|Under the Wide and Starry Sky
by Nancy Horan
|Ballantine Books, 2013
Reviewed by Nicole Bartley
In the trend of novels about famous authors’ wives, Nancy Horan transitions from Frank Lloyd Wright and his three wives in Loving Frank to Robert Louis Stevenson and Fanny Van de Grift Osbourne in Under the Wide and Starry Sky. The story follows both Louis and his wife Fanny during their spotty affair, eventual marriage, and tense life together. Hers is a story about fitting in, whereas his is about finding a place in her life and achieving his literary dreams. Oddly, her inclusion in the literary wives club of history is so vague that people may not realize she also had several mental breakdowns—Zelda Fitzgerald outshines Fanny in that regard.
Key to the novel is Louis’s literary life. Writing about a writer always enables an author to comment about craft. Horan drops enough opinions that it’s hard to distinguish which belong to the characters and which are hers. She comments through Louis about the writing process by stating, “His work wasn’t as backbreaking as prying gargantuan rocks out of the earth, but in fairness to himself, he’d pushed his body hard, writing that heap of words.” Later, when Louis is tutoring a young neighbor girl in the craft of writing, he says:
But if you want to be a writer, you are going to have to put yourself in the shoes of people who are not so good. Everybody has faults. Some people have a lot of them. Yet no one sees himself as a monster. You need to try being him—or her—to know how she feels and thinks.
And again, after Louis meets Henry James, James “insisted a novel should convey a sense of reality so convincingly vivid that one couldn’t help by say, ‘Yes!’ when reading it.” Horan seems to take these statements to heart with her portrayal of Louis and Fanny, to the point that details and events become so intimate that they are almost uncomfortable to read. The most notable being Fanny’s madness—when one of her children dies and when she becomes violent later in life—and Louis’s various bouts of mortal illness—Fanny caring for his eyes, getting sick on a train to San Francisco, coughing blood when he suffers from upper respiratory infections—in addition to their overall lifestyle while they live on a Samoan island.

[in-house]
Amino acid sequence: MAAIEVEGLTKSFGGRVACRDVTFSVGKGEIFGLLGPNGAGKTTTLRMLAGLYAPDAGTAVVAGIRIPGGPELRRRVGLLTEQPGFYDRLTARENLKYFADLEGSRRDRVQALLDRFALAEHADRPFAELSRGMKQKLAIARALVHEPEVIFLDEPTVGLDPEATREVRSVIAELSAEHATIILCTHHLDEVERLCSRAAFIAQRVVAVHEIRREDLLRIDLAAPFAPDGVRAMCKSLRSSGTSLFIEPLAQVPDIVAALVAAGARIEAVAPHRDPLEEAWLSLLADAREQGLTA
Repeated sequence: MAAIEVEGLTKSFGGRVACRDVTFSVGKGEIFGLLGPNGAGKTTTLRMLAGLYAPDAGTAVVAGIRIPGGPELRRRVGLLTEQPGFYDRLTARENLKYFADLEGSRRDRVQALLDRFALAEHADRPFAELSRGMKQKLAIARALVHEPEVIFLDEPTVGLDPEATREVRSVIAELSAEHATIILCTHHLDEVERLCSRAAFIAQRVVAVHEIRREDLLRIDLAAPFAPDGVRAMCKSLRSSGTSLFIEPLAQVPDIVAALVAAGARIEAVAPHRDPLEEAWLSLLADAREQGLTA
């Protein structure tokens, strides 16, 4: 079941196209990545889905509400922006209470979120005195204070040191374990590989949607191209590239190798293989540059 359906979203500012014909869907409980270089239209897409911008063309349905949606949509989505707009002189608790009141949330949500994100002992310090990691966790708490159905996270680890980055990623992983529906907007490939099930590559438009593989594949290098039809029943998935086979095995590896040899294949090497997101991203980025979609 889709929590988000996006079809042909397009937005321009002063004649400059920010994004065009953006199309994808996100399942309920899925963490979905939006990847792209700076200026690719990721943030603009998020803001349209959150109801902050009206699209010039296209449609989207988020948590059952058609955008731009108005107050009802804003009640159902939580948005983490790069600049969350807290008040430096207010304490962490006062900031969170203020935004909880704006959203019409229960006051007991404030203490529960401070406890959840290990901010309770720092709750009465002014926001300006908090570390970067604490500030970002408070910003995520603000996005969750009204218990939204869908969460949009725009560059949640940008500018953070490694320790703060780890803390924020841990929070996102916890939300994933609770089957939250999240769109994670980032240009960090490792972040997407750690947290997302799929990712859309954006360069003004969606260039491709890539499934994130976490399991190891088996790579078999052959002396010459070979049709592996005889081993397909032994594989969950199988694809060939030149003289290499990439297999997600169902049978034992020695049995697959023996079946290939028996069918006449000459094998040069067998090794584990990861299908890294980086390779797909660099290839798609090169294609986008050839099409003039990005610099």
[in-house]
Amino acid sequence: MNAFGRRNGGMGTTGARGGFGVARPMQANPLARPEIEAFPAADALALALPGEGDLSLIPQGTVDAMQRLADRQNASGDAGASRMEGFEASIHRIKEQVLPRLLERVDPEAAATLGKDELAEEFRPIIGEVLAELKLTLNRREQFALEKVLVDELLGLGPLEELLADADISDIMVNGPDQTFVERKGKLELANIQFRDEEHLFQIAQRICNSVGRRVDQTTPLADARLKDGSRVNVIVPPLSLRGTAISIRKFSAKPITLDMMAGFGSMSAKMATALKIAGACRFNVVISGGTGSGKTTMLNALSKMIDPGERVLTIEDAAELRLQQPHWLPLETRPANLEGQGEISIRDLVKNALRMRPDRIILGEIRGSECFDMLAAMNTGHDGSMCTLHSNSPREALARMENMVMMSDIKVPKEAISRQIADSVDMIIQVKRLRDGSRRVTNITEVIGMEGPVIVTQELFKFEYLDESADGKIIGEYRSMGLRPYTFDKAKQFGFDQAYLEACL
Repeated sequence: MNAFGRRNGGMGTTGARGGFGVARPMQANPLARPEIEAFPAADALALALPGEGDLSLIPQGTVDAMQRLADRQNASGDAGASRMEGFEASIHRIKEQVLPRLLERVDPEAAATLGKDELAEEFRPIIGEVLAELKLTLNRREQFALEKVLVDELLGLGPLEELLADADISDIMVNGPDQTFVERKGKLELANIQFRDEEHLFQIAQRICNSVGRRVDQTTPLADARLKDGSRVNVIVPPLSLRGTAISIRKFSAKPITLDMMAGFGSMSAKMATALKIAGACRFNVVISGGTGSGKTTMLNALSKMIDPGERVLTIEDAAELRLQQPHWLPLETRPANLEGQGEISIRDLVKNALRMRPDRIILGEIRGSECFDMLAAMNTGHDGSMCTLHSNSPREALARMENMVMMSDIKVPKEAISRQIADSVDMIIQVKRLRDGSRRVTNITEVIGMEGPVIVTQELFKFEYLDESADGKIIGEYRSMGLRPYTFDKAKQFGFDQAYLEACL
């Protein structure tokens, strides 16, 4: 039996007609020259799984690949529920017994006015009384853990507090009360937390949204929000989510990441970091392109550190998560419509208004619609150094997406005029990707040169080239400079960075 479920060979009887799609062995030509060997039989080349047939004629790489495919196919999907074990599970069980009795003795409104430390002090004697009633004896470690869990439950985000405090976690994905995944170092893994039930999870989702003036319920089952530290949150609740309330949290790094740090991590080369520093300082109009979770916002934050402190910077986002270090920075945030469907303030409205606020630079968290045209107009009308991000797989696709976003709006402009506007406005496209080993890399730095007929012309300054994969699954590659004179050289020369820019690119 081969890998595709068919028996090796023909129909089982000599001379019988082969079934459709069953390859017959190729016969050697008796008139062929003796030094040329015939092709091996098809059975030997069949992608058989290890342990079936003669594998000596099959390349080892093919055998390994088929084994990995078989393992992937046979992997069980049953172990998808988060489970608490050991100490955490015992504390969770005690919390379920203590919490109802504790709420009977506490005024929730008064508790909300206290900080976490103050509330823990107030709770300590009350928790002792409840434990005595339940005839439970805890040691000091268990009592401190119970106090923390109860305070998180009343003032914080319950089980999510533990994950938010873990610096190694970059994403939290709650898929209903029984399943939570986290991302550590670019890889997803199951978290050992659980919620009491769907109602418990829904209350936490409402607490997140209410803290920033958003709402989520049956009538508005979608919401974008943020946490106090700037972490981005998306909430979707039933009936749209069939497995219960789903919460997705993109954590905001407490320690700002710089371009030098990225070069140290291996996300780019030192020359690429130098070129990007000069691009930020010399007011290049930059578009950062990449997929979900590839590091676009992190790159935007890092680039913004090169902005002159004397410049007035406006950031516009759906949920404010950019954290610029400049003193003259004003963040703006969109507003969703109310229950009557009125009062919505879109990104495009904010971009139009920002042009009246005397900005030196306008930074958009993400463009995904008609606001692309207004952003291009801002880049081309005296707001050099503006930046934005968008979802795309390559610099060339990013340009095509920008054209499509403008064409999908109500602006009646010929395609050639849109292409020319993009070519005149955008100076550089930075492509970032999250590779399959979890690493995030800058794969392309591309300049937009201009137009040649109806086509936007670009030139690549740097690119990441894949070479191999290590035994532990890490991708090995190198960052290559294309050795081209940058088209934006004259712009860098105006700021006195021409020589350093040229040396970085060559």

Readers first meet Fanny and learn of her situation: an estranged wife who takes her three children to Europe to pursue a painting education. While there, she meets Louis and all but scorns his youthful but sickly exuberance. As the novel progresses, perspectives shift between the two main characters—all to understand how unlikely their pairing is and the toils of a romance and career that takes them around the world. The merits of shifting perspective offer readers a window into both characters’ minds and emotions, which may be Horan’s attempts to show the entire situation and give antagonists full personalities with redeeming aspects.